Never thought of that, thank you Bobcatas well as its lack of use in Revelation.
Greek word of interest: ginomai
Considering all the above, the rendering of γενεά as a generation in English the people born and living at about the same time appears to have been chosen when the Bible was first translated into modern languages to line up with a belief that was based on the Roman Catholic theology, i.e. that God's kingdom had come after the destruction of Jerusalem, but this is completely at odds with what Jesus taught and with what is written in Revelation.
There are generally three categories of believers who appeal to "the Greek" (or Hebrew) to "correct" or "amplify" the KJB.
1. University professors, scholars, and others with advanced degrees in Hebrew and/or Greek.
2. Ministers who have had SOME (sometimes very little) formal Greek/Hebrew training.
3. Ministers and believers who have had NO formal Greek/Hebrew training (that is, essentially anyone not in #1 and #2).
Nearly all the "authoritative" material written on the original languages (lexicons, dictionaries, word studies, etc.) were written by persons in group #1 (Strong, Brown, Driver, Biggs, Thayer, Robertson, Kittle, Wuest, etc.). Persons in groups #2 and #3 nearly always quote the works of those in group #1 as their authority for "going to the Greek." They apparently feel they don't have the knowledge or ability to make an independent judgment about the very source they are quoting to change the English Bible.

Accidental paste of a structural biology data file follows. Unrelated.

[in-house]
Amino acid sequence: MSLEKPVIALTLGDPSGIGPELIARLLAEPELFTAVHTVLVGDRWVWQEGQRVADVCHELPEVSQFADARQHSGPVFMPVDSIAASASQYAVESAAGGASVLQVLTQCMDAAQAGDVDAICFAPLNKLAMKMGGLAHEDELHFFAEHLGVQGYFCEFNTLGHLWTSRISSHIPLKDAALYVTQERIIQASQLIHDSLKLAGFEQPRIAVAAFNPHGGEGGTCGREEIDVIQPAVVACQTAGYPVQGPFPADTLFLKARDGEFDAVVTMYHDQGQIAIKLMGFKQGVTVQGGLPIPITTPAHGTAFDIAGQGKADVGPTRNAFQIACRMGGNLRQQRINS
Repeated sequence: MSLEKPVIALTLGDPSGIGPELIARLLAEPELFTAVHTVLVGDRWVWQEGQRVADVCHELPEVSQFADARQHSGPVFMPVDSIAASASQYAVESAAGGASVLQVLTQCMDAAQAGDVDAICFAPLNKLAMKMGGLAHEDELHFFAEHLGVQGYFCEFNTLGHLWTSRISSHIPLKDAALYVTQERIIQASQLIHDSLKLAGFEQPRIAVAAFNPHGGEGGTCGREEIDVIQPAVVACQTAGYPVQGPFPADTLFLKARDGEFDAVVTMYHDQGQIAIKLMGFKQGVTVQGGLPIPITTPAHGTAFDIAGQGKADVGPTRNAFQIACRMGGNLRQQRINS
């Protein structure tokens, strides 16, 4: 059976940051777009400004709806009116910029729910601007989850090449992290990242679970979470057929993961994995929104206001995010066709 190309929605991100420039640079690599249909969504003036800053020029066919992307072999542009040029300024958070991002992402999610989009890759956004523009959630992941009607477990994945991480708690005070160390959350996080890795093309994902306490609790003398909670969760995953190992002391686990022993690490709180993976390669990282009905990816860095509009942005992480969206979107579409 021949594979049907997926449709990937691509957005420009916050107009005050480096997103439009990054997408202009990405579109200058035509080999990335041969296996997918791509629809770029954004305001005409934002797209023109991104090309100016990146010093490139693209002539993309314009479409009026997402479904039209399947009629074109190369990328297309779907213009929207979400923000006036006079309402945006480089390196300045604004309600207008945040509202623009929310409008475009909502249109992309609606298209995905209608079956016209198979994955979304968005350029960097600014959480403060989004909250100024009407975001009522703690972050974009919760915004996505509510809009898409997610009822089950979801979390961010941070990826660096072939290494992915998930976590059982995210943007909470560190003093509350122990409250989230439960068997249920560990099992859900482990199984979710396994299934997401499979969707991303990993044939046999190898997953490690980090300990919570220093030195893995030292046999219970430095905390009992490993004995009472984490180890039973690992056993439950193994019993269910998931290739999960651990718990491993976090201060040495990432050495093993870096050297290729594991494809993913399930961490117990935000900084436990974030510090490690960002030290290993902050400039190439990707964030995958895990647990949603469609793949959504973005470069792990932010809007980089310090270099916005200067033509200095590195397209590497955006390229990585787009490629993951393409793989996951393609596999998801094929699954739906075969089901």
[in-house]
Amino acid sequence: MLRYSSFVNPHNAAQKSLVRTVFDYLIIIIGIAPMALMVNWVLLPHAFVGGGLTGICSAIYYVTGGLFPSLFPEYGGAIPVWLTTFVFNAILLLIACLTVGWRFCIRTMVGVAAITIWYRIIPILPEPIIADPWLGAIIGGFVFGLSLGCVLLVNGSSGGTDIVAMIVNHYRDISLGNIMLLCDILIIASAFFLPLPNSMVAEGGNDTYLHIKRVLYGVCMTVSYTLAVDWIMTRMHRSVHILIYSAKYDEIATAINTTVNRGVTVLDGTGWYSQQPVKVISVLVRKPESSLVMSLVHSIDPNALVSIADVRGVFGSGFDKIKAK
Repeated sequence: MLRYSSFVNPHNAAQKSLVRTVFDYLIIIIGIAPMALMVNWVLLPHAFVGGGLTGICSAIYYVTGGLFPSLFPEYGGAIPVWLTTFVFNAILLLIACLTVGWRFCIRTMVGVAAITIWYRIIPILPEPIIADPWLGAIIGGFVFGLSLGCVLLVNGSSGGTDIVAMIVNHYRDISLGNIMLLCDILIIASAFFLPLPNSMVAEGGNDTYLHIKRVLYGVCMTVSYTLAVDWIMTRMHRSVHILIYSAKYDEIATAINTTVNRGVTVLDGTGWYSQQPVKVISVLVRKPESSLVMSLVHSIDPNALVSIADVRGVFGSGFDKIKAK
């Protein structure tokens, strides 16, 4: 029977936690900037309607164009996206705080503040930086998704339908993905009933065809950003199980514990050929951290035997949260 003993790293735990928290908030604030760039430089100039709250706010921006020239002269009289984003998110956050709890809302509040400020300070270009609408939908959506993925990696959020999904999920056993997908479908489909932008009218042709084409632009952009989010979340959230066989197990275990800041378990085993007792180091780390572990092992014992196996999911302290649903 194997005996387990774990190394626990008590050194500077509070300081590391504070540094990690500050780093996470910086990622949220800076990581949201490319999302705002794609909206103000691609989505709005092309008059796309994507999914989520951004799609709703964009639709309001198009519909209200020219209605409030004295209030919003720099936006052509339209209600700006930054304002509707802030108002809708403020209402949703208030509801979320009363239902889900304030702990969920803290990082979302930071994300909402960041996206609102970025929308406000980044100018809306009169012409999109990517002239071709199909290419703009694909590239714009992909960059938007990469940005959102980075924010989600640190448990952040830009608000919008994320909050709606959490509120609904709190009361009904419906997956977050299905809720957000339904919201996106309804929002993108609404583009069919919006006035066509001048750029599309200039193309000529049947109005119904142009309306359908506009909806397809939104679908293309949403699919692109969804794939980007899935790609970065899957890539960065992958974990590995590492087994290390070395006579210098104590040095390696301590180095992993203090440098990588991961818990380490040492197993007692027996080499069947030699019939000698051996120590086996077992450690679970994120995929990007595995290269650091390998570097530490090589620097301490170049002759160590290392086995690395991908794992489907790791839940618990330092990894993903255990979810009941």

Contrary to the implication the term "the Greek text" carries in books and lexicons, there is more than a single Greek text. A reference to the "Greek text" can be to any one of thirty some compiled texts. Some of the texts have as many as 5000 differences between them. Needless to say, "scholars" cannot agree on which text is best and often they disagree on the translation of certain Greek words. The world of Christian scholarship is by no means a word of unanimity, each "scholar" seems to have his own "preferences" thus they can't come to a consensus. This is why there are over thirty compiled Greek texts and over 100 English translations, and no two read the same! Greek/Hebrew scholarship is not always as concrete and consistent as many are lead to believe. Very little is a certainty in their philosophical world; it is ruled more by subjective preferences and opinion than they care to admit.
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